Middle East

French defence minister open to Syria buffer zones

French President Francois Hollande, left, waves to the media as he leave the first Cabinet meeting after the traditional August holiday, with Defense Minister Jean-Yves Le Drian, right, at the Elysee Palace in Paris, Wednesday, Aug 22, 2012. (AP Photo/Michel Euler)

PARIS: French Defence Minister Jean-Yves Le Drian suggested on Thursday that Western nations and allies could consider setting up a limited no-fly zone over part of Syria without a U.N. Security Council mandate.

But Le Drian, speaking on France 24 television, said a no-fly zone could not occur without "an international coalition", something that at the moment does not exist.

"The scenario mentioned by (U.S. Secretary of State) Hillary Clinton of a particular zone where there could be a banned area is something that needs to be studied," said Le Drian, speaking on France 24 television.

Le Drian's statement marked the first time a senior French official had suggested that an "international coalition," rather than the United Nations, could intervene in Syria.

Russia and China, both permanent members of the U.N. Security Council, have blocked intervention in Syria.

The United States and Turkey said on Aug. 11 they were looking at all measures to help Syrian rebel forces fighting to overthrow President Bashar al-Assad.

Turkish and U.S. diplomats, intelligence and military officials held talks in Ankara on Thursday that were expected to touch on a possible buffer zone in Syria.

"When we say that the subject of a buffer zone is being studied, we are studying the way in which it could be set up if there was an international multilateral political decision that was taken," a French government source said. "We could study this if there was an international coalition."

The source declined to comment when asked if an international coalition would work outside the U.N. Security Council.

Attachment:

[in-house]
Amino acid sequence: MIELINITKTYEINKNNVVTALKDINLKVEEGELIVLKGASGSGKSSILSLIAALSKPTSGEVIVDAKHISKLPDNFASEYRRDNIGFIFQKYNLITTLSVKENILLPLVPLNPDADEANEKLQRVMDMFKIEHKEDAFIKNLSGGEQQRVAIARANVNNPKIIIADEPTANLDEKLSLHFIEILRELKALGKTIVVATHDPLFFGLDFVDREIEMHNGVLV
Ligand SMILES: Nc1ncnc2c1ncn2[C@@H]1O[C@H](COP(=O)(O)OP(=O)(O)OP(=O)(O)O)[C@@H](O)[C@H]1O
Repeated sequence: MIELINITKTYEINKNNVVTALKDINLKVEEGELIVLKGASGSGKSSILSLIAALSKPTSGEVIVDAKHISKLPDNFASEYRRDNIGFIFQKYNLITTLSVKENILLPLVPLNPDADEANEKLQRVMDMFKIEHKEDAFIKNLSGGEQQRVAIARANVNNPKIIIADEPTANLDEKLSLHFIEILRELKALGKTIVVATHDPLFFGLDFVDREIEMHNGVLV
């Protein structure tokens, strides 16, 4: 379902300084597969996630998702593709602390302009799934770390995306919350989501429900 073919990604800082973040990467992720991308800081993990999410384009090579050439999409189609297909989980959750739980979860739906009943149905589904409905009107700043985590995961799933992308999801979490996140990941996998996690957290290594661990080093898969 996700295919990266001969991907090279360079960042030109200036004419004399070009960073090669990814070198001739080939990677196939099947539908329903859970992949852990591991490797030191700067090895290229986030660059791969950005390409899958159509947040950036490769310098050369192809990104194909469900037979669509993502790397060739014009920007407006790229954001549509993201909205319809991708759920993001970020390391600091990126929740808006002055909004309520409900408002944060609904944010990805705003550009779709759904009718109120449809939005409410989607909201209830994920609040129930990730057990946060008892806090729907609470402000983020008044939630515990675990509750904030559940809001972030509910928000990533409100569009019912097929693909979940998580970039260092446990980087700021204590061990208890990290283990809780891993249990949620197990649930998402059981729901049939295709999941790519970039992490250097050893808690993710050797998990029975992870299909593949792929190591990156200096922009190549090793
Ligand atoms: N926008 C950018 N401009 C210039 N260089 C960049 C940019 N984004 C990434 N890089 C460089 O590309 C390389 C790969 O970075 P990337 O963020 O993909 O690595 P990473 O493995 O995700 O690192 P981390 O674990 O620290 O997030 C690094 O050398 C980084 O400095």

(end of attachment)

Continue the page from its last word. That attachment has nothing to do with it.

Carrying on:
French Foreign Minister Laurent Fabius, when asked earlier on Thursday about creating a no-fly zone and possible buffer zones, said Paris was "thinking about all that."

Aides to Fabius said Paris was still mulling these options within an international legal framework.

France chairs a U.N. Security Council foreign ministers meeting in New York next week which it has said will focus on creating humanitarian solutions to help the Syrians. At this stage, concrete proposals have yet to be finalised as negotiations continue between members of the council.

Fabius said he had invited Syria's neighbours - Turkey, Iraq, Lebanon and Jordan - to attend the conference, given the number of refugees and fears of the conflict spreading.

Under the previous government of President Nicolas Sarkozy, Paris had called for the creation of safe zones defended by armed international observers along Syria's borders with Turkey, Jordan, and Lebanon.

That would have allowed international aid workers direct access to tens of thousands of Syrian civilians affected by the government crackdown.





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